Baba Yaga and the Wolf
by Tin Can Forest
review by BK Munn
Tin Can Forest is the collaborative name for artistic partners Pat Shewchuck and Marek Colek who published Pohadky through Drawn and Quarterly in 2008. This new book continues to showcase the duo’s fascination with Eastern-European folk mythology, reinterpreted through a modern Canadian sensibility, bred in the forests of B.C. and expressed in a lushly beautiful comics narrative. The ostensible plot of the comic, a retelling of a classic tale, involves a wife’s appeal to a witch in a quest to cure her ailing werewolf husband, but the story is submerged beneath a dense sea of symbolism, digressions, folklore, and claustrophobic imagery –embellishments that make the journey just as fascinating as the actual denouement of the plot, which in any case leaves off with something of a cliffhanger, the husband’s fate playfully unresolved. Like a lycanthropic Schrodinger’s cat, he remains buried underground at story’s end, and we wonder if he’s alive or dead and does it really matter? In Shewchuck and Colek’s topsy-turvy universe, the devil is a supermarket, Slavic peasants deal hash and steal their brothers’ faces, and you are probably better off if your werewolf husband is planted in the garden.
Based on the myths of Baba Yaga and firmly rooted in the European illustrative tradition, Marek Colek’s dry, witty comics storytelling (Pat Shewchuck is credited with “decorative elements/plant images/symbols”) has a fittingly organic look to it. The human figures seem plant-like, almost as if they were papery twisted roots, and the characters, who often morph into animals, have fingers that alternately appear as claws and as sausage-like tubers. The clear-line style of the cartooning delineates the world as one large tapestry of folded skin, clothing, tree bark, matted fur and leaves, with a wonderful forest-colour palette highlighted by reddish browns, yellow, and the occasional patterned fabric. The tapestry effect is further evoked by the lack of panels and borders, with one scene or image merging with the next, as characters make their way through the forest, pass through the underworld, and tell each other stories. The relative brevity of the book, essentially a deluxe “floppy” or saddle-stitched pamphlet, is belied by the complex maze-like nature of the art, which rewards rereading and invites the browser to linger over the drawings while pondering the environmental fable on offer. The whole effect is quite charming and the comic as an object is gorgeous. Recommended.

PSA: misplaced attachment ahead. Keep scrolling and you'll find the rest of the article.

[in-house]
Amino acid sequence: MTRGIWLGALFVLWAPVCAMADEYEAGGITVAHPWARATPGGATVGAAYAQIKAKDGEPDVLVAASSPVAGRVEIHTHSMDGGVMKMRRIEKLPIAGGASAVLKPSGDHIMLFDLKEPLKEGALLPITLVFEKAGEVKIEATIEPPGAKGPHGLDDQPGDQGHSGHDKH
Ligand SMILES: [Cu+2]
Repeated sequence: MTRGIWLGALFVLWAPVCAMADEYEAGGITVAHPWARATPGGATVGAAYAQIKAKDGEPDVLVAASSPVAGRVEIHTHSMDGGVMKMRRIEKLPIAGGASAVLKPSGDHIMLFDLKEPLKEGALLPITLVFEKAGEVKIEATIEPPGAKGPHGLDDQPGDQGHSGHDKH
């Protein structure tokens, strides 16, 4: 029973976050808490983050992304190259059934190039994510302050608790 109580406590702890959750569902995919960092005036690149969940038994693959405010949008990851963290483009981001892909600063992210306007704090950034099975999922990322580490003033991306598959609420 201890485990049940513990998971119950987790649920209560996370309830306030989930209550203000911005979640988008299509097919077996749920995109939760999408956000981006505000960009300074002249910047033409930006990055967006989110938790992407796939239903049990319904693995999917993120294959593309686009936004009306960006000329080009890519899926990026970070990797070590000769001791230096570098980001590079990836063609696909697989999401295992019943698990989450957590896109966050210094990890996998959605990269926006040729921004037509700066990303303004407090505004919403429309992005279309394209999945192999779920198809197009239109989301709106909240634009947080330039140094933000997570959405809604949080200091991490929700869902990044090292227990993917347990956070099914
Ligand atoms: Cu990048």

There is a booklaunch for Baba Yaga and the Wolf and the anthology comic Wowee Zonk #3 on Oct. 7.
Read an interview with the creators here.